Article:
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Our cat (DMH) came home with a heavy coat of dried paint on one of his paws. It looks like he must have stepped in a roller pan or something like that. I'm pretty sure it is an oil based paint as there is still a strong solvent smell.

So far we've tried vegetable oil, which doesn't seem to touch it, cutting the paint with (rather wimpy) clippers, and also with scissors. The paint is well on its way to drying, and it is hard to cut – so we're worried about cutting him (or getting shredded by him).

Wondering if there are ways to safely remove the paint, if it needs to be removed, and if a trip to the emergency vet is in order?

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  • I'm guessing that it is modern paint – I'm in the US, but we don't know where he got into it. I'm more worried that there is a lot of it. It pretty much saturated one hind foot. He seems quite unhappy about it… – dlu Feb 13 '16 at 20:35
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In the United States (as you are per your comment) the most significant health concern with modern paints is Volatile organic compound (VOC) in short these are the things in paint, that evaperate so the paint goes from being a liquid to a solid.

In the US there is a current trend to lower and/or eliminate the VOCs as well ref1, ref2. Lead paint has been banned in the US since 1977

As the paint is already dried, your cat is not subject to any additional health risks, while he is "wearing" the dry paint. using solvents to remove it will introduce more VOC's, which would not be good. You don't need to go to the emergency room to have the paint removed. BUT do keep on eye on things, It is going to be annoying and he may cause injury to himself (or may not) trying to remove the paint. If he does then take him to the vet.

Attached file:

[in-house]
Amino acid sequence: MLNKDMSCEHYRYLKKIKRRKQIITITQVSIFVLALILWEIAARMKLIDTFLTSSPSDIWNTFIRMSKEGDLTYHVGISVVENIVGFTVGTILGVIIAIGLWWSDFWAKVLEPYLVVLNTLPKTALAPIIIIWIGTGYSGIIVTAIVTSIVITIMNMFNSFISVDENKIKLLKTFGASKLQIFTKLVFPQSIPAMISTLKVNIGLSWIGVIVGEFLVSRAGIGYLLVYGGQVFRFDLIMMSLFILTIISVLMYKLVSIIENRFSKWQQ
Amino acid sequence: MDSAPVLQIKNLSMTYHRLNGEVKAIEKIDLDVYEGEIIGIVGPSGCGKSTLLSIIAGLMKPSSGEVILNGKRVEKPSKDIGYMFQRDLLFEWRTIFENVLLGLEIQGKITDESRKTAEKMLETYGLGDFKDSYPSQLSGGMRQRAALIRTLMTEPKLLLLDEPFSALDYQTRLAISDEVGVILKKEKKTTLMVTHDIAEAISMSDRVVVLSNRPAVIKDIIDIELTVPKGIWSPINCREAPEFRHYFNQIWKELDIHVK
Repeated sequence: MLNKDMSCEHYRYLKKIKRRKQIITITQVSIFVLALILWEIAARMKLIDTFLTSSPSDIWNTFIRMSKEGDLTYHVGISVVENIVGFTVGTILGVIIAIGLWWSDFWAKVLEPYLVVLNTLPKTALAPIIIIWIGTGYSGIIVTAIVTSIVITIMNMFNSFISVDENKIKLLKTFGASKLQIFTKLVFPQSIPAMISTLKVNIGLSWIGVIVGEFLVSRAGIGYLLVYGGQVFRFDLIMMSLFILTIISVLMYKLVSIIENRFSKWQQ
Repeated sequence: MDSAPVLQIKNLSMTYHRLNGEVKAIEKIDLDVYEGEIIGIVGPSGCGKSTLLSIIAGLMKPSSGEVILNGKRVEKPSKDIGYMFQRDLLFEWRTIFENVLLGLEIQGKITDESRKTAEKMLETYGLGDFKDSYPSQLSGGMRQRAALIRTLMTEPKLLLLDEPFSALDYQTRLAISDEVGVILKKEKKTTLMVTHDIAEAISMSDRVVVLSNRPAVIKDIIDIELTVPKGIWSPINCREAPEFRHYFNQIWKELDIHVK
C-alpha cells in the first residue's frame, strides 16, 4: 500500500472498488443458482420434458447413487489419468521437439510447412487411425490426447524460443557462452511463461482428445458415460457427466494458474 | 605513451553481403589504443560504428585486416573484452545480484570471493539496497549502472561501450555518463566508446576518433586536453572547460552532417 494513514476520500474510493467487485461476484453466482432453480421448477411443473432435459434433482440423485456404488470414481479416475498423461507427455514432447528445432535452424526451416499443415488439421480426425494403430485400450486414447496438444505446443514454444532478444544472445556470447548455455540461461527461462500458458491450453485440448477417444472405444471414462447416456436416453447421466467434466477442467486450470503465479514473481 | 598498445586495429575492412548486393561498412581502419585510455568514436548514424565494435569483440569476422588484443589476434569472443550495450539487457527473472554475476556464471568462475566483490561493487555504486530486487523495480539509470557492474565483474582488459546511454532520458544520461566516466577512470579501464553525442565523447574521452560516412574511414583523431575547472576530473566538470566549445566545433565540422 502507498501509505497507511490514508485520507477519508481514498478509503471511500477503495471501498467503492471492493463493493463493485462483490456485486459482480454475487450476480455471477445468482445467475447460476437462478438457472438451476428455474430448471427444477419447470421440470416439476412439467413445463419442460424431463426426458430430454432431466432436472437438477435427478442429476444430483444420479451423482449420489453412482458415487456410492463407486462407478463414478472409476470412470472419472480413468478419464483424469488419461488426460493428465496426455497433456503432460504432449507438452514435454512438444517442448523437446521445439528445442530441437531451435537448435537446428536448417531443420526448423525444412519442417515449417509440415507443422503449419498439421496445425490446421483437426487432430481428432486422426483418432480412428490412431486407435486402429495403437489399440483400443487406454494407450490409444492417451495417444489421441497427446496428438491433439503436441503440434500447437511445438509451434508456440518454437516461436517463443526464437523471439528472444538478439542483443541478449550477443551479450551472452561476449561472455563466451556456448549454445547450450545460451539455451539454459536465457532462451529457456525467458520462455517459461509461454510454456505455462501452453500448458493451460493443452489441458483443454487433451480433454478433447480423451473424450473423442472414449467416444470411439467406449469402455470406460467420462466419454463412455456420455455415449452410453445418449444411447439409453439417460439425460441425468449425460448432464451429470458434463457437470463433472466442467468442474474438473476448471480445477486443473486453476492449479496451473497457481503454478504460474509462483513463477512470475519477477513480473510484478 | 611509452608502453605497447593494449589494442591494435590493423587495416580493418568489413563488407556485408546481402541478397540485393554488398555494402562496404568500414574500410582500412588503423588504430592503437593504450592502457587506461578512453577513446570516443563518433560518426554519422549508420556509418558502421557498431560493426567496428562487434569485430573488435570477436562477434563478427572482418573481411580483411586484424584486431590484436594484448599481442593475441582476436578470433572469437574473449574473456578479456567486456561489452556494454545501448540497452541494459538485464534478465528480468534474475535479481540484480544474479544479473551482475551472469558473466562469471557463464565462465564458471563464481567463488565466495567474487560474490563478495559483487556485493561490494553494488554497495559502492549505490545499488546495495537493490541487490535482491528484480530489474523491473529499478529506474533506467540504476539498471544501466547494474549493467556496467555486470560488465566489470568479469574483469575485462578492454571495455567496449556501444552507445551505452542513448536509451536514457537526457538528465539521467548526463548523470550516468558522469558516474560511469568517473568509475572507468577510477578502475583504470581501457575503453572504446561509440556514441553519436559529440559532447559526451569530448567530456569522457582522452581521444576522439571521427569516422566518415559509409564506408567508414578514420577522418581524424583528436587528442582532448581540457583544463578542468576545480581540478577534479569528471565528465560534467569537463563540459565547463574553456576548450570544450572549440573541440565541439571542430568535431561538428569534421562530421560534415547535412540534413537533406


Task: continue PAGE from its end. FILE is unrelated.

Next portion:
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Perhaps a good groomer would know what to do. The danger to your dog is that he might try to chew it off. and as in answer 1, any harm might come from what type of paint was used. However, I have 2 ideas. You might try a bath with a Doggy shampoo first. If that does not work I have another solution. I repair antique dolls, make handbags and jewelry. There is a gentle paint remover that keeps my hands, arms, and my expensive sable brushes clean without harm even with dry paint. I purchase from a company called Dollsapart online. I used to purchase it at Michaels, but prefer online. Be sure to test it in a small area first.

I was a bit curious about where your dog got this paint. There may be some construction going on nearby, and perhaps you could find the red paint guy or gal and ask them politely to help by keeping the paint in an area not easily accessible by pets.

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    The question is about a cat actually. – SerenaT Feb 5 at 12:41

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